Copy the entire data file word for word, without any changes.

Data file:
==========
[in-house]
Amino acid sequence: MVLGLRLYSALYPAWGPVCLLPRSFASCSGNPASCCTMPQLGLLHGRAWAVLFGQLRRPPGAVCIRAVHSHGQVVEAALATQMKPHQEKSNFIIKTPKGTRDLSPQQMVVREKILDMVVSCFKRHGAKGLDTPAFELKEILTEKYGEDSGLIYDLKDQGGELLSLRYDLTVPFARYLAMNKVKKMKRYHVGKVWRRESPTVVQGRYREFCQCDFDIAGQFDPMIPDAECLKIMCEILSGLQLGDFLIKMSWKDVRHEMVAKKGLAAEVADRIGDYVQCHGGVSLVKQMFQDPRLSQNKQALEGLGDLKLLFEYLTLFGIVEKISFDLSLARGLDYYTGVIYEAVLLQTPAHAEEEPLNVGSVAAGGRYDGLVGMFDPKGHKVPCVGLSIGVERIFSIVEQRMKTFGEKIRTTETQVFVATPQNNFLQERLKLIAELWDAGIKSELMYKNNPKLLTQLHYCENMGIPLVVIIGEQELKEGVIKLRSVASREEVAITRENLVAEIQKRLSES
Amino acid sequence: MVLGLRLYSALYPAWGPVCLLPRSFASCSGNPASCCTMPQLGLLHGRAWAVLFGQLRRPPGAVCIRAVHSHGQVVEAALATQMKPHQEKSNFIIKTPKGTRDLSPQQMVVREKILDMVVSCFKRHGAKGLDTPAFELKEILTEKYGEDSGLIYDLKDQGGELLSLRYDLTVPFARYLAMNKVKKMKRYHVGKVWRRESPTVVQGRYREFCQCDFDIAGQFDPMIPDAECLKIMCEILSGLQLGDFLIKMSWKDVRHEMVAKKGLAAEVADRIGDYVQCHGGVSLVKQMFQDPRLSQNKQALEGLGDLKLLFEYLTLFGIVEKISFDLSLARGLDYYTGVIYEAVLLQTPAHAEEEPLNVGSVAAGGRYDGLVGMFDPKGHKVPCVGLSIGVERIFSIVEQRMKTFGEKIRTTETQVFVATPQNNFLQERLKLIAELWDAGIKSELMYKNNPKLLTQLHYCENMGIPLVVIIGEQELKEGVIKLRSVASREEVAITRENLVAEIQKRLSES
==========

[in-house]
Amino acid sequence: MVLGLRLYSALYPAWGPVCLLPRSFASCSGNPASCCTMPQLGLLHGRAWAVLFGQLRRPPGAVCIRAVHSHGQVVEAALATQMKPHQEKSNFIIKTPKGTRDLSPQQMVVREKILDMVVSCFKRHGAKGLDTPAFELKEILTEKYGEDSGLIYDLKDQGGELLSLRYDLTVPFARYLAMNKVKKMKRYHVGKVWRRESPTVVQGRYREFCQCDFDIAGQFDPMIPDAECLKIMCEILSGLQLGDFLIKMSWKDVRHEMVAKKGLAAEVADRIGDYVQCHGGVSLVKQMFQDPRLSQNKQALEGLGDLKLLFEYLTLFGIVEKISFDLSLARGLDYYTGVIYEAVLLQTPAHAEEEPLNVGSVAAGGRYDGLVGMFDPKGHKVPCVGLSIGVERIFSIVEQRMKTFGEKIRTTETQVFVATPQNNFLQERLKLIAELWDAGIKSELMYKNNPKLLTQLHYCENMGIPLVVIIGEQELKEGVIKLRSVASREEVAITRENLVAEIQKRLSES
Amino acid sequence: MVLGLRLYSALYPAWGPVCLLPRSFASCSGNPASCCTMPQLGLLHGRAWAVLFGQLRRPPGAVCIRAVHSHGQVVEAALATQMKPHQEKSNFIIKTPKGTRDLSPQQMVVREKILDMVVSCFKRHGAKGLDTPAFELKEILTEKYGEDSGLIYDLKDQGGELLSLRYDLTVPFARYLAMNKVKKMKRYHVGKVWRRESPTVVQGRYREFCQCDFDIAGQFDPMIPDAECLKIMCEILSGLQLGDFLIKMSWKDVRHEMVAKKGLAAEVADRIGDYVQCHGGVSLVKQMFQDPRLSQNKQALEGLGDLKLLFEYLTLFGIVEKISFDLSLARGLDYYTGVIYEAVLLQTPAHAEEEPLNVGSVAAGGRYDGLVGMFDPKGHKVPCVGLSIGVERIFSIVEQRMKTFGEKIRTTETQVFVATPQNNFLQERLKLIAELWDAGIKSELMYKNNPKLLTQLHYCENMGIPLVVIIGEQELKEGVIKLRSVASREEVAITRENLVAEIQKRLSES